The London Fire Brigade (LFB) has been slammed by a damning new report into the Greenfell Tower fire in which 72 people died after the building became engulfed by flames more than two years ago.
Released on Wednesday, the first of two reports to be published as part of the two-phase inquiry chaired by Retired Honourable Sir Martin Moore-Bick focused on the events of the night of the fire on June 14, 2017.
It described the preparedness of the Brigade as ‘gravely inadequate’, and said there also were many shortcomings in the LFB’s on-ground response and control room operations.
The report also found that combustible cladding was the primary reason for the fire’s rapid spread.
According to the report, the fire broke out shortly after midnight as a result of an electrical fault in a large fridge-freezer in the kitchen of Flat 16 which was occupied by Behadil Kebede (whom Moore-Bick stresses bore no responsibility for the fire).
Before fire fighters arrived, the fire had entered the cladding.
Once entering the cladding, the fire spread rapidly up the face of the tower, around the top of the building in both directions and down the sides until the advancing flame fronts converged on the west face near the south-west corner and engulfed the entire building.
Moore-Bick said aluminium composite panels with a polyethylene core were the primary reason for the fire’s rapid spread.
“The principal reason why the flames spread so rapidly up, down and around the building was the presence of the aluminium composite material (ACM) rainscreen panels with polyethylene cores, which acted as a source of fuel,” Moore-Bick said in his report.
“The principal mechanism for the spread of the fire horizontally and downwards was the melting and dripping of burning polyethylene from the crown and from the spandrel and column panels, which ignited fires lower down the building.
“Those fires then travelled back up the building, thereby allowing the flame front to progress diagonally across each face of the tower.”
Moore-Bick said that the wall system failed to comply with building regulations issued in 2010.
Contrary to requirements under those regulations for wall systems to resist the spread of fire having regard to the height, use and position of the building, Moore-Bick said the wall system on Grenfell actively promoted the fire’s rapid spread.
Beyond cladding, Moore-Bick found there were other problems with the building.
Extractor fan units in kitchens had a propensity to deform and become dislodged, providing a point of entry for the fire to spread from the outside of the building to the interior.
Some fire doors were either left open or failed to close because they lacked effective self-closing devices.
But the most stinging criticisms were reserved for the London Fire Brigade, whose efforts the report said were lacking in planning and preparation, on the ground during the incident and in the control room.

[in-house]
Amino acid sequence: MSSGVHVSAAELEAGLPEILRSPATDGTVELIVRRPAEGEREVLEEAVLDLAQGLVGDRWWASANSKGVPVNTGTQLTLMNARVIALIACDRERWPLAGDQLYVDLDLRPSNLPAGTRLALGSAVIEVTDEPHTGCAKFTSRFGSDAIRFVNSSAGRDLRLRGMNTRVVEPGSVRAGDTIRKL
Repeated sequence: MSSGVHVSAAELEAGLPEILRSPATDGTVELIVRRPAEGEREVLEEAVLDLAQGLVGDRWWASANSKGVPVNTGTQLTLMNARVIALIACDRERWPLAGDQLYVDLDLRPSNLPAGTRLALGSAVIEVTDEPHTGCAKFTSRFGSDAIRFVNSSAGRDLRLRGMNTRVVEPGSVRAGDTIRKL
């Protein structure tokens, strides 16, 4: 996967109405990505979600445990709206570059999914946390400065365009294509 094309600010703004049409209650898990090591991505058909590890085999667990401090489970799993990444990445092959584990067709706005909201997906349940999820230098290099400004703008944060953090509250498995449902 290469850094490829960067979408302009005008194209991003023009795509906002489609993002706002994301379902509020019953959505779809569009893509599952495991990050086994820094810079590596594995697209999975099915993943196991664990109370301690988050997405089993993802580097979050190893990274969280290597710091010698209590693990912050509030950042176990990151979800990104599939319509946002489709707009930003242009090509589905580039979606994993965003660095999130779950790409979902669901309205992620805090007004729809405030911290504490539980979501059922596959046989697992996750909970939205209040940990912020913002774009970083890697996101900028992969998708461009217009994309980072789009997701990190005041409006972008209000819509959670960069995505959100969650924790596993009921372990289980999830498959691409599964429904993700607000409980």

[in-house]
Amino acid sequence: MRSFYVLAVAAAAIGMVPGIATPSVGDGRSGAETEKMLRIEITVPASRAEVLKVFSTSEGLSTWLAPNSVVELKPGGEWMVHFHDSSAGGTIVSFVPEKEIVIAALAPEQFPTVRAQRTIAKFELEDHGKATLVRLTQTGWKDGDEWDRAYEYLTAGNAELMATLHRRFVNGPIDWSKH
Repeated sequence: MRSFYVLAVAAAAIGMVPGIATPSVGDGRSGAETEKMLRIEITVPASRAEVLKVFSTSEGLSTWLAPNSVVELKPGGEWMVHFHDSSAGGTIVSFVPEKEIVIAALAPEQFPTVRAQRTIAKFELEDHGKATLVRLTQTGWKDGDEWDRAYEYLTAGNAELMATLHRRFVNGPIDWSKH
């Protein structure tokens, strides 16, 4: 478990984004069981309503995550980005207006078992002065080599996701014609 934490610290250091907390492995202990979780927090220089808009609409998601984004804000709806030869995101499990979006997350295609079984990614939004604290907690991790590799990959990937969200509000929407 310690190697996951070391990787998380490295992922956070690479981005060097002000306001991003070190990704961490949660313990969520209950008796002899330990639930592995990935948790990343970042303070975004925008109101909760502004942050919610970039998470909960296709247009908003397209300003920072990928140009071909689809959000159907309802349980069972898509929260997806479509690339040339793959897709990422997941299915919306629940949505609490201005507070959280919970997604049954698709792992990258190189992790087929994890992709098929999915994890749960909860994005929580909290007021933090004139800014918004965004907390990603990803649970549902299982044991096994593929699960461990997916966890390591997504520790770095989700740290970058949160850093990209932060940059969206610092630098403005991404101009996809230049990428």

According to the report:
- Otherwise experienced commanders and senior officers attending the fire had not received any training about combustible cladding.
- Incident commanders had no training in how to recognise the need for or organise an evacuation.
- There were no contingency plans for the evacuation of the tower.
- Basic information about the tower on a database maintained by the LFB was either wrong or missing, rendering it useless to an incident commander.
- At the incident itself, whilst those firefighters who attended displayed courage and devotion to duty, many of the first incident commanders were of relatively junior rank.
- During fire-fighting efforts, information about the spread of the fire was not effectively shared, many physical or electronic systems such as the command support system failed to work properly and officers failed to inform themselves quickly enough of conditions and operations within the building.
- ‘Stay put’ advice was given and a ‘stay put’ strategy was adopted when the tower in fact should have been evacuated, resulting in the best part of an hour being lost before this advice was revoked.
- Whilst control room staff faced an unprecedented number of calls and undoubtedly saved lives, there were many shortcomings in the control room’s practice, policy and training.
In response, the report made 35 recommendations.
These cover areas such as information being made available to fire and rescue services about high-rise buildings and combustible cladding, communication between the control room and incident commanders, handling of emergency calls, communication equipment being used by crews at the scene of the fire, evacuation of high-rise buildings, provision of fire safety information to residents in high-rise and the inspection of fire doors and self-closing doors and sprinkler protection.
On combustible cladding, Moore-Bick said it was unnecessary to recommend a ban on use of flammable materials in wall systems which did meet the highest classification of standards under the European classification system in relation to fire known as Euro class A1 on the basis that the government had already banned used of certain types of materials whose classification in reaction to fire is lower than A2s1, d0.
He did, however, stress the urgency of existing buildings with combustible cladding being remediated as soon as possible.